By Joe Joyce, WBZ-TV

BOSTON (CBS) – Despite its quiet finish, the 2011 hurricane season is tied for the third most active since records began in 1851.

A total 19 tropical storms churned in the Atlantic, with seven becoming hurricanes, and 3 turning into major storms. In a typical year, 11 storms are named, with six becoming hurricanes and two major hurricanes.

In general, this was an above average season in the overall numbers. But, most of the storms were underachievers and stayed far away from the US mainland.

WBZ-TV Meteorologist Joe Joyce reports.

The season started off quiet as well. Eight of the first named storms did not reach hurricane status for the first time since record keeping began. Only one storm caused major issues: Hurricane Irene.

Irene became the first major Hurricane of the season and the ONLY hurricane to hit the United States since Hurricane Ike in 2008. Reminding everyone it only takes one storm to make a memorable season, Irene became a Category 3 hurricane with peak gusts to 140 mph, before making landfall as a minimal hurricane and moving right up the East Coast.

Along the way, Irene was responsible for 56 fatalities and $10.1 billion in damage, with homes, bridges and roads still in the process of being rebuilt from North Carolina to New England more than three months later.

WATCH: Hurricane Season In 4 Minutes | Irene Damage In Vermont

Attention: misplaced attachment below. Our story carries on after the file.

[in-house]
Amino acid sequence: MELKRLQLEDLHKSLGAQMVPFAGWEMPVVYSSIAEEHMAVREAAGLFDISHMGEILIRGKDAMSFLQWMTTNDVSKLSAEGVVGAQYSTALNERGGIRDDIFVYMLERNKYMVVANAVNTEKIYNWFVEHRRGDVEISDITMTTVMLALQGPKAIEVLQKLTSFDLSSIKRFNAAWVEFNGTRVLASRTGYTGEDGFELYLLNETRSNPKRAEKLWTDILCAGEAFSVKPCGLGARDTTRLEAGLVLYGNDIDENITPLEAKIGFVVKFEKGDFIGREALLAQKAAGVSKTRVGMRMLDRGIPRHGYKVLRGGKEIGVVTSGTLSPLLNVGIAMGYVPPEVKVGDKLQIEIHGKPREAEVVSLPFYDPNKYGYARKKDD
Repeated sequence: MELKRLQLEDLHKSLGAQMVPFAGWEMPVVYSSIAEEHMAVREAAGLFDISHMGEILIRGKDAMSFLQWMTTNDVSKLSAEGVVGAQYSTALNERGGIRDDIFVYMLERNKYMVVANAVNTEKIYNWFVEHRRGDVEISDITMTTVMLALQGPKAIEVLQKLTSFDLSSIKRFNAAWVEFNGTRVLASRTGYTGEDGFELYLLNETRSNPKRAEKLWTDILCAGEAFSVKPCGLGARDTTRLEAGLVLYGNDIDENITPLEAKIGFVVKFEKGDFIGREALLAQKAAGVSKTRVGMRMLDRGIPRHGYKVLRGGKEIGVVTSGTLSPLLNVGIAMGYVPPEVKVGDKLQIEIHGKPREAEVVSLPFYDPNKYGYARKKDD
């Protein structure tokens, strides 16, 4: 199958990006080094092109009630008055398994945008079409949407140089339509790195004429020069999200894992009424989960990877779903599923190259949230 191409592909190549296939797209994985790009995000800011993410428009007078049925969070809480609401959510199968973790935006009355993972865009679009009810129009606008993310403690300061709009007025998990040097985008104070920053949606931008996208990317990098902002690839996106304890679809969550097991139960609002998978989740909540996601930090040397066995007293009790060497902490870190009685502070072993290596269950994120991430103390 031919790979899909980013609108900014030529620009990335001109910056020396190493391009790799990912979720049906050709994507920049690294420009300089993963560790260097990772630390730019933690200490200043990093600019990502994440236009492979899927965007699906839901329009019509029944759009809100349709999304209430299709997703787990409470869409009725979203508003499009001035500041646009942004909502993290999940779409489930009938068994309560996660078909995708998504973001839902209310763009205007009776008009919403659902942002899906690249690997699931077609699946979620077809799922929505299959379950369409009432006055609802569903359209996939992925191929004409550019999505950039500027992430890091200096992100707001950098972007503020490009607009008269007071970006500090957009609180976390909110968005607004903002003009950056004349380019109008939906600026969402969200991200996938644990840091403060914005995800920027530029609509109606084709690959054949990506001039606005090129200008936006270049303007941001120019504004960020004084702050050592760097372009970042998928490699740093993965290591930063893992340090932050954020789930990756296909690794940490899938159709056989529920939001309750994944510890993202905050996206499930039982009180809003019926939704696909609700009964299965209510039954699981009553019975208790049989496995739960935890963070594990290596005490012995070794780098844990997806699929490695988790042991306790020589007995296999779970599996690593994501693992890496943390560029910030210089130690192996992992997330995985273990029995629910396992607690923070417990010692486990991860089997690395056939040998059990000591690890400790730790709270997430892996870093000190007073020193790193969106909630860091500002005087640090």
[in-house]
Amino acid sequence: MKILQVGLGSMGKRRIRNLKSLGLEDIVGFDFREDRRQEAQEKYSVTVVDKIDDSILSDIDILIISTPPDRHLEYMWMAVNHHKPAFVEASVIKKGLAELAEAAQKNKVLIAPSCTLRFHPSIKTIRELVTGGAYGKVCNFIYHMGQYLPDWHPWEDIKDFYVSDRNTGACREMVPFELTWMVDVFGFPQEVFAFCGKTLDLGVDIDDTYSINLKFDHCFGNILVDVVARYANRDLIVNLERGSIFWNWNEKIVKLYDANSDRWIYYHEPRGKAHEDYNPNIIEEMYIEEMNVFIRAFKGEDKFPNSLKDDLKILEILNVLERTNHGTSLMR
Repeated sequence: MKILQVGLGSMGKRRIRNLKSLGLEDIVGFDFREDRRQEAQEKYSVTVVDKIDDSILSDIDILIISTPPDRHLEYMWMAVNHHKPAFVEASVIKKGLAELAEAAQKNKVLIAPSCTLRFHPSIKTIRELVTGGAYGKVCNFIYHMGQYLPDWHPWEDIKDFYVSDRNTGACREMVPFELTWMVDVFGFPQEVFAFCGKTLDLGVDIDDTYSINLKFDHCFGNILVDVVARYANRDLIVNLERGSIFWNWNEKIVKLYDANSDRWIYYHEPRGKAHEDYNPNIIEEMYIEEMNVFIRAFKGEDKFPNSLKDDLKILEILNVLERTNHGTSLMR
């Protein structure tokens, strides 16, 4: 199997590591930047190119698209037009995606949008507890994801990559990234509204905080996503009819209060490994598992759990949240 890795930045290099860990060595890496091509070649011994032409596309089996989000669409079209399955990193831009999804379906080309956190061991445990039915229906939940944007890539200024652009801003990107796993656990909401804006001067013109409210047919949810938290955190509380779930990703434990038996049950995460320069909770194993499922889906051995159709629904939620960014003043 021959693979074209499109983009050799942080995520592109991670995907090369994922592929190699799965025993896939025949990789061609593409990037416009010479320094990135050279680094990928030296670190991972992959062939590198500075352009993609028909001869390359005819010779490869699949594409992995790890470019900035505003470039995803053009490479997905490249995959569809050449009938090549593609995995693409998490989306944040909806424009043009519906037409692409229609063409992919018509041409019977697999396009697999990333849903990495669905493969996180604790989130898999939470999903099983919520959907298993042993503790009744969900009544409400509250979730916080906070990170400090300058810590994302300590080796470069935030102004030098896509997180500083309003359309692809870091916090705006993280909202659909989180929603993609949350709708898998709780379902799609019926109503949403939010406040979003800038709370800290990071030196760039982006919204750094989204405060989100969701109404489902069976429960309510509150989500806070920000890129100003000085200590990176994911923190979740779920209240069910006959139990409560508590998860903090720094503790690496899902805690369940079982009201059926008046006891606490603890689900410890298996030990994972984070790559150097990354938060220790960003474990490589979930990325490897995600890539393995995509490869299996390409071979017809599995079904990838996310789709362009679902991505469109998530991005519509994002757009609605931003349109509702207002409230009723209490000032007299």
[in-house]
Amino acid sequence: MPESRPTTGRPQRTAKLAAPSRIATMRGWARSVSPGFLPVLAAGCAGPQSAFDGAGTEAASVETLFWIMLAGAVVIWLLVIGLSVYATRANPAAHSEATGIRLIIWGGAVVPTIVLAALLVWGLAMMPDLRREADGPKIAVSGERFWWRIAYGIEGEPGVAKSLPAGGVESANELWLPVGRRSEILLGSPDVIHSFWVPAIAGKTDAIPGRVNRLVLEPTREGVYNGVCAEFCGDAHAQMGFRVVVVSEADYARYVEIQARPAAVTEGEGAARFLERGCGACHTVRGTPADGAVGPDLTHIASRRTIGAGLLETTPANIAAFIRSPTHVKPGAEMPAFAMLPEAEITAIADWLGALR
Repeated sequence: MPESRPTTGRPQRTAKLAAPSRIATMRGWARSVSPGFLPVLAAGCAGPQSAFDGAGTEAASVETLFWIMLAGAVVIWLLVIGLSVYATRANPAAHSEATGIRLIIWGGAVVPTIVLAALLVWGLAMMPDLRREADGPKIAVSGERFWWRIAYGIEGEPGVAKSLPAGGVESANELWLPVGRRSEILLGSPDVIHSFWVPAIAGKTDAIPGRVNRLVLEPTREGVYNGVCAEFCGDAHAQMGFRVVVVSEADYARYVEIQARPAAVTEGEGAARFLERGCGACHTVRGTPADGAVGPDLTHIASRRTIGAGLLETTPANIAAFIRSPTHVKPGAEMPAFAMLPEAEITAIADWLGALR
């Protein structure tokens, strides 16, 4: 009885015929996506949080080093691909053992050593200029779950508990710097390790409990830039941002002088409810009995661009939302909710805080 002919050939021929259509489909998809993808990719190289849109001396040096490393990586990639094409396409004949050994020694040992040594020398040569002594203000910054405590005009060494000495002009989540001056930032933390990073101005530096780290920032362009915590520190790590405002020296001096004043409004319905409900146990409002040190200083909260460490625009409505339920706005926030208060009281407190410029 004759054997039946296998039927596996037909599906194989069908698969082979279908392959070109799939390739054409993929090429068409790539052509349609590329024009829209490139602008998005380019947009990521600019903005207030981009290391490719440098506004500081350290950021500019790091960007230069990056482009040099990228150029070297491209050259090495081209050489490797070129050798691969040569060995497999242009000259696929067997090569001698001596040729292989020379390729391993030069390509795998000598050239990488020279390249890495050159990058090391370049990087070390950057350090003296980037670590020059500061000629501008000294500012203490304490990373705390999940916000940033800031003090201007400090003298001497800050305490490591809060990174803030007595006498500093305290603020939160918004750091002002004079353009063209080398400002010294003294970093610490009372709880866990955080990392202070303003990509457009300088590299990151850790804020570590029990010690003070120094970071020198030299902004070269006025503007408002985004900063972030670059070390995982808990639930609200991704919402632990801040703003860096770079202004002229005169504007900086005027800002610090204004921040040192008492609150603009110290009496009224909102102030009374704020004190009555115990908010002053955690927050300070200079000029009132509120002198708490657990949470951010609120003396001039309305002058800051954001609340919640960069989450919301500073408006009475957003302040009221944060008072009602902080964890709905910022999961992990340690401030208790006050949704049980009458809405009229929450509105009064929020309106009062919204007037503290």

The strongest storm of the season was Ophelia, which reached Category 4 strength in the Atlantic Ocean and moved east of Bermuda, remaining over the open water of the Atlantic.

As far as major land-falling hurricanes of Category 3 strength or greater… the lull continues. 2011 marks a record six straight years without one hitting the US.

This is part of a 30-year low occurring in the overall tropical activity around the globe, as tropical development remains very low in the eastern Pacific Ocean with cooler sea surface temperatures thanks to a cooler “La NINA” pattern.

Comments (4)
  1. Jofus says:

    The Atlantic Hurricane season should be expanded to all 365 days of the year.

    Someday, a hurricane (maybe even a major one) is going to strike the East Coast—or even be out in the Atlantic—outside of “hurricane season”.

  2. Matt Souza says:

    I see an even bigger change to the temps durring the middle of next week.but for now
    highs will be in the 40s with some 50s on friday
    saturday in the low 40s
    sunday closer to 50
    monday a tad warmer
    tuesday about the same in the mid 50s
    wednesday much cooler with highs in the 30s with some areas sstruggleing to reach the mid 40s.
    a storm will effect us tuesday through wednesday dragging cooler air around it and right now looks like it will end as a mix of rain and snow. the following weekend looks like normal temps.

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